Managing changes with your IT service desk

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Effective service desks plan and control changes, and they understand their impact to their business. An Information Technology Infrastructure Library (ITIL) change management workflows aims to make your change efforts successful.

The IT Service Desk template comes with a change management workflow. This workflow ensures you record, assess, approve, and implement change requests. We recommend you start with our default workflow and adapt it to your business needs.

If done well, a change management process: 

  • stabilizes your IT services
  • makes IT services reliable and predictable
  • adapts IT services to evolving business needs

You can lessen risk, outages, and defects. And, you can prevent duplicating efforts from failed changes.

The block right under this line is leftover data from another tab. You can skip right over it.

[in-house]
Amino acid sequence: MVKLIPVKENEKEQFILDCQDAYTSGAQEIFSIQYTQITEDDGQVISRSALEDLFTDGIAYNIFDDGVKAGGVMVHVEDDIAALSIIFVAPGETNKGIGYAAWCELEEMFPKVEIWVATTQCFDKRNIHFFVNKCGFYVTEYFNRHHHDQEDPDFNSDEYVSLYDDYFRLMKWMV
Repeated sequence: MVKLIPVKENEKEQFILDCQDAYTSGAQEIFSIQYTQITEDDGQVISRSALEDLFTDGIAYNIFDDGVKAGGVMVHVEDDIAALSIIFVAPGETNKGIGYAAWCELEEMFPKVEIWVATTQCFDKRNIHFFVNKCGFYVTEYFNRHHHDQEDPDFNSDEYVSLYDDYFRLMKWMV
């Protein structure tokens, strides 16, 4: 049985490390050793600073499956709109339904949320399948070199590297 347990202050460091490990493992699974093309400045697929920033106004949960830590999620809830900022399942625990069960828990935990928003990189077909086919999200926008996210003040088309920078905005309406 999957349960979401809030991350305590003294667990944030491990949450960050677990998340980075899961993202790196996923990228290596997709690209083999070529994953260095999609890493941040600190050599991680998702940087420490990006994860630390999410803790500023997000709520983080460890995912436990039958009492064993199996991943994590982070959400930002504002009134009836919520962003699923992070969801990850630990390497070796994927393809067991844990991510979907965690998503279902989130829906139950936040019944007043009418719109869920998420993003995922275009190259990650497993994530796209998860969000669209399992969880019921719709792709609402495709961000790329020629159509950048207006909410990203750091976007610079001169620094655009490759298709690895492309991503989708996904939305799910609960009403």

This page describes some best practices for managing changes using Jira Service Management. You may seek formal training in how to make ITIL recommendation work best for your business.

Change management process

The IT Service Desk template connects certain requests to a change workflow. We set up the workflow to complement the following change management process. Use the workflow to transition change request records alongside these ITIL recommended activities:

  • reviews
  • planning
  • approvals
  • implementations

We recommend you start with this workflow and adapt it to your needs over time.

The ITIL change management process, in brief:

Change management process. Diagram representing steps described below.

  1. An internal IT member requests a change. They note details like the affected systems, possible risks, and expected implementation.